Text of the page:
This case highlights the importance of CMR in the diagnosis and prognosis of heart failure in a rare case of simultaneous occurrence of myocardial infarction and Takotsubo cardiomyopathy. 2 Whether the initial ST-segment elevations were due to a ST-segment elevation myocardial infarction or Takotsubo cardiomyopathy remains unclear.  Echocardiography revealed severe LV dysfunction but could not clearly discriminate between these two diagnoses.  Tachycardia-induced cardiomyopathy could also have been a contributing factor to the initially severely reduced left ventricular ejection fraction. 

CMR showed typical wall motion abnormalities in accordance with stress-induced Takotsubo cardiomyopathy despite the discovery of a small LAD-territory infarction. Myocardial viability of most hypokinetic segments was proven by contrast enhanced CMR.  Hypokinesis and myocardial edema involved all mid/distal LV segments including the mid inferior and inferolateral segments that are not typically within the mid-LAD territory.  Global edema of mid/distal LV segments has been reported in Takotsubo cardiomyopathy.3 Thus, in this case, regional hypokinesis was not solely due to myocardial stunning from epicardial coronary ischemia.   Improvement of systolic function was predicted by the original CMR and proven by the follow-up study.4 CMR was crucial to resolve the differential diagnosis and helped to explore the different causes of diseases leading to severe acute heart failure.5

Three months later, after drug treatment for heart failure according to current guidelines our grandma felt much better and no longer complained of poor performance or shortness of breath. 6 7 She also no longer had a feeling of pressure on her chest. Our dad explained everything to us, and we also researched these topics on our own to understand what was happening to our grandma.

As it is rare that two diseases (myocardial infarction and takotsubo cardiomyopathy) which can singularly cause heart failure simultaneously occurred in our grandma, we wanted to share this case with others. We were impressed that such a poorly pumping heart could recover so well and that CMR accurately predicted the recovery of heart muscle strength.

Note: The patient (the first authors’ grandmother) has given full consent for this publication.

The entire initial CMR study may be viewed on CloudCMR by clicking here. 

The entire follow-up CMR study may be viewed on CloudCMR by clicking here.


1. Ibanez B, James S, Agewall S, Antunes MJ, Bucciarelli-Ducci C, Bueno H, Caforio ALP, Crea F, Goudevenos JA, Halvorsen S, Hindricks G, Kastrati A, Lenzen MJ, Prescott E, Roffi M, Valgimigli M, Varenhorst C, Vranckx P, Widimský P; ESC Scientific Document Group. 2017 ESC Guidelines for the management of acute myocardial infarction in patients presenting with ST-segment elevation: The Task Force for the management of acute myocardial infarction in patients presenting with ST-segment elevation of the European Society of Cardiology (ESC). Eur Heart J. 2018;39(2):119-177.

2. Redfors B, Råmunddal T, Shao Y, Omerovic E. Takotsubo triggered by acute myocardial infarction: a common but overlooked syndrome? J Geriatr Cardiol. 2014 Jun;11(2):171-3. doi: 10.3969/j.issn.1671-5411.2014.02.001. PMID: 25009569; PMCID: PMC4076459.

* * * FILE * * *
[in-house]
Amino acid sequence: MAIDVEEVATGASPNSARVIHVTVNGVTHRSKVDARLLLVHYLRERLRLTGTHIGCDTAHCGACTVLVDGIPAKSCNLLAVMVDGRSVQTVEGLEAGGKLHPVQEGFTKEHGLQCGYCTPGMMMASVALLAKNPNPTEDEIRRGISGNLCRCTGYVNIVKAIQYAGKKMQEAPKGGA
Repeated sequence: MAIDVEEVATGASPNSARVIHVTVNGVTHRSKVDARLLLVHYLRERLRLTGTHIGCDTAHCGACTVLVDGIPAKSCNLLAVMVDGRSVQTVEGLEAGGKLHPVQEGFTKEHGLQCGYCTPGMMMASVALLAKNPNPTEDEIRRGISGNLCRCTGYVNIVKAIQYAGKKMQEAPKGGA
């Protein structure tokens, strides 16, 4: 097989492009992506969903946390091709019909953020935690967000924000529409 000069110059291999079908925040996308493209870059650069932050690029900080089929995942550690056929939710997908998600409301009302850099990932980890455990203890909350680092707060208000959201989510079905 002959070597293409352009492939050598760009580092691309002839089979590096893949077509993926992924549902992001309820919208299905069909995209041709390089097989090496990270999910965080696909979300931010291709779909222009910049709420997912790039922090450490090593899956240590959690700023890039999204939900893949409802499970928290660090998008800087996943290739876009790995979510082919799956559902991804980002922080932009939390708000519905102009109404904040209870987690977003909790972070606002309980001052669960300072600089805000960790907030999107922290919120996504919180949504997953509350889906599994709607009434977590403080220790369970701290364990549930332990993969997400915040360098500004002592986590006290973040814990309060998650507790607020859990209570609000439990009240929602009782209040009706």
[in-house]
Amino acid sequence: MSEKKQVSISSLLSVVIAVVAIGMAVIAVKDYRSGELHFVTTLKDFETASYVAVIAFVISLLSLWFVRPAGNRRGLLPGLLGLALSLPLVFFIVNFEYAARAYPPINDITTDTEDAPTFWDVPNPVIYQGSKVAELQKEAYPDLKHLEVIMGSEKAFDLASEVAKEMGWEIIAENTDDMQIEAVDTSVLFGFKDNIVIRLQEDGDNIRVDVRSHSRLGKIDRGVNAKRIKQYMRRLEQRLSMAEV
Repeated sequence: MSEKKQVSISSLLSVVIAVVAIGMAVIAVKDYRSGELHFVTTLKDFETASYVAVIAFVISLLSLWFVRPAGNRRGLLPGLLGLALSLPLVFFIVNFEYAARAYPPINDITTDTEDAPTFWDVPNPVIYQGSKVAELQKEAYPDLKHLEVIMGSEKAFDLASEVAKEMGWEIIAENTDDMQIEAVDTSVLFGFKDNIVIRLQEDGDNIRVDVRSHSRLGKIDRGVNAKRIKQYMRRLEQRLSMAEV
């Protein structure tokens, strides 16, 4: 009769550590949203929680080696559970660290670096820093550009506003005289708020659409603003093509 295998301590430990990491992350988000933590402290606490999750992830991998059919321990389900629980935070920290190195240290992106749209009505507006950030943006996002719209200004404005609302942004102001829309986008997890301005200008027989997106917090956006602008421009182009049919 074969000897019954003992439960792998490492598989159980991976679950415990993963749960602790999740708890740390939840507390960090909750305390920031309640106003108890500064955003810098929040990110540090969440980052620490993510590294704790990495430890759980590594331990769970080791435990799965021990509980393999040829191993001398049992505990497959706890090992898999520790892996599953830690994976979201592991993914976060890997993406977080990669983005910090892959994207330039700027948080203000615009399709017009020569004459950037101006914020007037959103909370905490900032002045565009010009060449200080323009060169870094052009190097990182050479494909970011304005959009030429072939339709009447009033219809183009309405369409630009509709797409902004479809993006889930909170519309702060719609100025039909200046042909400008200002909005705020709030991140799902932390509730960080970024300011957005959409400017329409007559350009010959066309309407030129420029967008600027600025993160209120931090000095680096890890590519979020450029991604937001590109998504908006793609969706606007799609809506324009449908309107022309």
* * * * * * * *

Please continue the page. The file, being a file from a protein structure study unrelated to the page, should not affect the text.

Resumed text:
3. Plácido, R., Cunha Lopes, B., Almeida, A.G. et al. The role of cardiovascular magnetic resonance in takotsubo syndrome. J Cardiovasc Magn Reson 18, 68 (2017).

4. Kim RJ, Wu E, Rafael A, Chen EL, Parker MA, Simonetti O, Klocke FJ, Bonow RO, Judd RM. The use of contrast-enhanced magnetic resonance imaging to identify reversible myocardial dysfunction. N Engl J Med. 2000 Nov 16;343(20):1445-53. doi: 10.1056/NEJM200011163432003. PMID: 11078769.

5. Leiner, T., Bogaert, J., Friedrich, M.G. et al. SCMR Position Paper on clinical indications for cardiovascular magnetic resonance. J Cardiovasc Magn Reson 2020;22, 76. 

6. Heidenreich PA, Bozkurt B, Aguilar D, Allen LA, Byun JJ, Colvin MM, Deswal A, Drazner MH, Dunlay SM, Evers LR, Fang JC, Fedson SE, Fonarow GC, Hayek SS, Hernandez AF, Khazanie P, Kittleson MM, Lee CS, Link MS, Milano CA, Nnacheta LC, Sandhu AT, Stevenson LW, Vardeny O, Vest AR, Yancy CW. 2022 AHA/ACC/HFSA Guideline for the Management of Heart Failure: A Report of the American College of Cardiology/American Heart Association Joint Committee on Clinical Practice Guidelines. Circulation. 2022 May 3;145(18):e895-e1032. doi: 10.1161/CIR.0000000000001063. Epub 2022 Apr 1. Erratum in: Circulation. 2022 May 3;145(18):e1033. PMID: 35363499. 

7. McDonagh TA, Metra M, Adamo M, Gardner RS, Baumbach A, Böhm M, Burri H, Butler J, Čelutkienė J, Chioncel O, Cleland JGF, Coats AJS, Crespo-Leiro MG, Farmakis D, Gilard M, Heymans S, Hoes AW, Jaarsma T, Jankowska EA, Lainscak M, Lam CSP, Lyon AR, McMurray JJV, Mebazaa A, Mindham R, Muneretto C, Francesco Piepoli M, Price S, Rosano GMC, Ruschitzka F, Kathrine Skibelund A; ESC Scientific Document Group. 2021 ESC Guidelines for the diagnosis and treatment of acute and chronic heart failure. Eur Heart J. 2021;42(36):3599-3726.

Case prepared by:
Sean G. Hughes, MD, FSCMR
Associate Editor, Cases of SCMR
Vanderbilt University Medical Center